Monday, September 08, 2008

Reader's Diary #394- Meg Waite Clayton: Perfect Circles

Short Story Monday

I found this story via Alessandra who reviewed it as part of C.B. James' Short Story September Challenge.

I grew up in a very secular household. Though we partook in such festivities as Christmas and Easter, the primary focus was never religion. While we went to church occasionally when I was really young, that tapered off eventually, and that was that. On those rare Sundays when we had gone, it was to the either the United or Anglican church. My hometown had four main denominations, the two mentioned above plus Salvation Army and Pentecostal. As a child I'd hardly even heard of a Catholic. As a teen, I knew they had a pope and threw holy water at foul-mouthed little girls and that was about it. It was around this time that the news of Mount Cashel broke...

After that everyone seemed to have their opinions, mostly negative, about the Catholic Church. While I felt horrible for the victims, I still didn't give the Church much thought, until I moved to St. John's to go to university. That part of the island had much more of a Catholic presence, with Catholic-run schools, the Basilica, and of course the orphanage which was just after being torn down by the time I had arrived.

Eventually, I met and became friends with many Catholics and despite all the issues people have had with their faith, I found their ceremony and traditions mesmerizing. The first time I'd seen my roommate with ashes on his forehead, I giggled and said, "you've got a huge smudge of dirt on your head!"

Reading Meg Waite Clayton's "Perfect Circles" brought back a lot of that fascination for me, and some of the humour. There was something about performing mass in a kitchen that seemed so counterintuitive to the seriousness of the rite. That a conversation about the Chicago Bulls would prelude psalm 31, that Katy wondered if rules against women behind an altar applied to kitchen island altars, or that the Penitential Rite would be interrupted by a phone ringing and sounds of the answering machine cutting in, all added to my amusement. But it was an uncomfortable amusement that added to the tension between Katy who has left the Catholic Church (and is now engaged to a divorced man) and her brother John who is a priest.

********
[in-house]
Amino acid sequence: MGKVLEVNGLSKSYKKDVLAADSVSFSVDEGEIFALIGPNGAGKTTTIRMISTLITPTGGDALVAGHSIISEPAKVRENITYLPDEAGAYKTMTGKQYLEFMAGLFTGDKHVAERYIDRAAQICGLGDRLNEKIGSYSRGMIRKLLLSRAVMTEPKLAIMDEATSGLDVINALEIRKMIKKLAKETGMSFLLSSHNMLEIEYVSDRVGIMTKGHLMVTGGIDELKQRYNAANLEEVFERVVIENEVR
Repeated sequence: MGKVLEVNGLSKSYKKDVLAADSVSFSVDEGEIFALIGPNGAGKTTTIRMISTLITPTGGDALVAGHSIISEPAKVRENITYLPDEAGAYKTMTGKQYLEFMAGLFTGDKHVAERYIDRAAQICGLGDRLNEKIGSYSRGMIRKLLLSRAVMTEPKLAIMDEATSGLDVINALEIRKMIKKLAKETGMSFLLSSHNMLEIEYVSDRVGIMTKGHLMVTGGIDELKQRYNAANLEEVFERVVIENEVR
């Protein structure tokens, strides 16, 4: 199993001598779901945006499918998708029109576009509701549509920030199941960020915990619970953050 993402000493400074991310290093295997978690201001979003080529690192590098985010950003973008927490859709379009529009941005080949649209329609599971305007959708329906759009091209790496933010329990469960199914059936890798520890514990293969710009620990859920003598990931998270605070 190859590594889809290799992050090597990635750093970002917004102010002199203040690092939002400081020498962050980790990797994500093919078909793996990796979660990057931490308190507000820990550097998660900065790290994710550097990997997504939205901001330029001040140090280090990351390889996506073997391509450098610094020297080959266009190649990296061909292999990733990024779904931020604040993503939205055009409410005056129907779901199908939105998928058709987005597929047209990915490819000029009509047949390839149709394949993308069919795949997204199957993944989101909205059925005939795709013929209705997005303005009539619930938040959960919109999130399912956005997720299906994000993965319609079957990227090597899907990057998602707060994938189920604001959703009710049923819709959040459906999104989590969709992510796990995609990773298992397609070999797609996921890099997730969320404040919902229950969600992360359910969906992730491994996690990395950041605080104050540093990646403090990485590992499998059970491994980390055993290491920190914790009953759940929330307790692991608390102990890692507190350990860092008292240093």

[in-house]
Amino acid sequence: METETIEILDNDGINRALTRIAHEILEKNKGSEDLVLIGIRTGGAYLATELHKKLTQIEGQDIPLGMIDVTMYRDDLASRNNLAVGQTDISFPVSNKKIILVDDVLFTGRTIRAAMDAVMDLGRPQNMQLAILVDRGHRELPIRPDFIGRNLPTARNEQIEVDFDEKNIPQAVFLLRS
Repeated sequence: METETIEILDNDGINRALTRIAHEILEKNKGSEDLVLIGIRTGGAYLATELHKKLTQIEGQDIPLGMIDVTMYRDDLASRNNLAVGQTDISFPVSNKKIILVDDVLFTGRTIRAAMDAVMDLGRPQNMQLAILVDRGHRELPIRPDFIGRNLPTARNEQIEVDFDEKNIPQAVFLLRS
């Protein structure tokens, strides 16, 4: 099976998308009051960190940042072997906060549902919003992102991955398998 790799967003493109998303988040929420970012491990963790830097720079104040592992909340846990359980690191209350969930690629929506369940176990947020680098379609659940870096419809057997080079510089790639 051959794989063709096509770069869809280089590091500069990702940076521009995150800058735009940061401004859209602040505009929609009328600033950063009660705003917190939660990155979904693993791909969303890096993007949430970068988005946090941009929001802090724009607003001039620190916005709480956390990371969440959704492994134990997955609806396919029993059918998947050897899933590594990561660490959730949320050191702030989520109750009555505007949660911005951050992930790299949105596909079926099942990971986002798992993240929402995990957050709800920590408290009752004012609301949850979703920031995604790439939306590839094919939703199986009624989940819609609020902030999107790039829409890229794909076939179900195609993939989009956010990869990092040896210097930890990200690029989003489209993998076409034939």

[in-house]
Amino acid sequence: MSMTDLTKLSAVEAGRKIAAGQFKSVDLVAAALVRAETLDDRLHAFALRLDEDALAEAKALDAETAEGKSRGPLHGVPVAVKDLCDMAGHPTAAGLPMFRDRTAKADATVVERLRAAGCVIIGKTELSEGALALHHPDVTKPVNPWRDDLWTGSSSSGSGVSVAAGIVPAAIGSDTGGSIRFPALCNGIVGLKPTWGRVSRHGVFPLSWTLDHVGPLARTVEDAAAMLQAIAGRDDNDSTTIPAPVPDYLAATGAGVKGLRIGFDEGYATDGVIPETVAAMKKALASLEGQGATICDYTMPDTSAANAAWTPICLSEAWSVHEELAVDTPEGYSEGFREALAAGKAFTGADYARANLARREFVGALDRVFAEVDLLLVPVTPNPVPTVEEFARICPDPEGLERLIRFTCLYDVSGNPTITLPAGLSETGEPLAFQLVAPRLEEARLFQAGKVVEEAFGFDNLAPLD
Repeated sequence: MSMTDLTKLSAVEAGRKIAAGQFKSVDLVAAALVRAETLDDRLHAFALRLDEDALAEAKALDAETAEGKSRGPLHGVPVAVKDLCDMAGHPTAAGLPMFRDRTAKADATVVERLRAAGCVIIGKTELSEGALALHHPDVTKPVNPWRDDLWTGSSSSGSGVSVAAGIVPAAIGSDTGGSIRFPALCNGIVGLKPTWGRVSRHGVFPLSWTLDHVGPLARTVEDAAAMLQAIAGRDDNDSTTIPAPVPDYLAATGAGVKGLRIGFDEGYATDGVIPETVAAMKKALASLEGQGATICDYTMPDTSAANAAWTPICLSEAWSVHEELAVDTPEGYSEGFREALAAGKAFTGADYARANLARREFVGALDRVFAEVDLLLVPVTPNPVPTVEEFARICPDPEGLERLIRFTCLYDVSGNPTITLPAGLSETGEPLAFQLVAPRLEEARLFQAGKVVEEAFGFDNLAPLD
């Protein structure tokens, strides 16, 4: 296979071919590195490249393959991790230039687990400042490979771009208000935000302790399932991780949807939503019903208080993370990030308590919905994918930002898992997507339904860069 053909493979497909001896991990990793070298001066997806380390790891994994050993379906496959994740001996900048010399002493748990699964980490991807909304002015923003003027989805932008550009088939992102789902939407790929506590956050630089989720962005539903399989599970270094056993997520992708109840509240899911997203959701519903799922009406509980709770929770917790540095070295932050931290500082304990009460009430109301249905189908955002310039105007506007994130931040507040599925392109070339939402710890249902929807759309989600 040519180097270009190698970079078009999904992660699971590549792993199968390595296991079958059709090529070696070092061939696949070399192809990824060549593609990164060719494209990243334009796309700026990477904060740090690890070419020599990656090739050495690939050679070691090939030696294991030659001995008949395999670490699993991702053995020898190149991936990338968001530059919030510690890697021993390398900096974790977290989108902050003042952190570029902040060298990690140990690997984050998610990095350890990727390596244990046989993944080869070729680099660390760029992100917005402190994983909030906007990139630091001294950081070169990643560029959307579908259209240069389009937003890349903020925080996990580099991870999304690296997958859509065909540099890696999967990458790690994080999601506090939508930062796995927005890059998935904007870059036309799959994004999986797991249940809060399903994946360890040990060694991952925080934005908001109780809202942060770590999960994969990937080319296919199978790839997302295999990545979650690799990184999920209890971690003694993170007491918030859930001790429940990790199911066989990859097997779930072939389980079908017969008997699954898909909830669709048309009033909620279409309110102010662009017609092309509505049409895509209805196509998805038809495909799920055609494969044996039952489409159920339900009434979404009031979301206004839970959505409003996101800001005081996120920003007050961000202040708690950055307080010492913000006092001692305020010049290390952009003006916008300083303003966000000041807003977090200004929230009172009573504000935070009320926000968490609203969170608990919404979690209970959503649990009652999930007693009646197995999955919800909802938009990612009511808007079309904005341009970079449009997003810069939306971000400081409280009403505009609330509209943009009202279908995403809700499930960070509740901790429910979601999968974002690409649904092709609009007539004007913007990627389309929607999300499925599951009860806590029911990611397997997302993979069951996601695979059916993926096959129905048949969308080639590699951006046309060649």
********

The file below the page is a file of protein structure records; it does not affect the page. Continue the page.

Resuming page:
Though I found that I couldn't look away, I'm sure I missed some of the finer points of the story. Alessandra remarked in her review that she enjoyed the symbology of circles (as the title would suggest we should), but I didn't really get it. That Katy was serving pancakes to her family while her brother offered communion bread, seemed like an obvious contrast. But was it just about showing differences between the two or are there Catholic implications? I know pancakes are eaten on Shrove Tuesday, but how this might apply to the story isn't really clear to me. And even though the final sentence had an annoying "I'll spell it out for you" feel:

"I turned to the griddle, then, and stirred the batter one last time, and I poured the last of it out into three perfect circles, each one as round as a communion host."

some of the symbols still didn't register. Three? Does that have something to do with the Holy Trinity? How does that apply?

Maybe you'd need to be a Catholic to fully appreciate the story.

I felt like I'd just watched a Wes Anderson film. Interested, squeamish and amused, but completely lost.


Barbara Bruederlin said...

I'm sure I will be completely flummoxed, then, but I shall give it a go anyway.

Unknown said...

Welcome to Short Story September and thanks for the links. I'll add your site and this review to mine.

Sounds like an interesting story, too.

Stephanie said...

Gotta love Short Story Mondays!! I've missed it. As a Catholic, but a new Catholic, I may have to give this one a try. Sounds really interesting.

John Mutford said...

Barbara: I take it you're not of the Catholic persuasion either?

CB James: Thanks. I love short stories, so I'm always willing to support such a challenge.

Stephanie: I've missed, I think, two Mondays this year. But that's not a bad record. If you read this one, let me know what you think.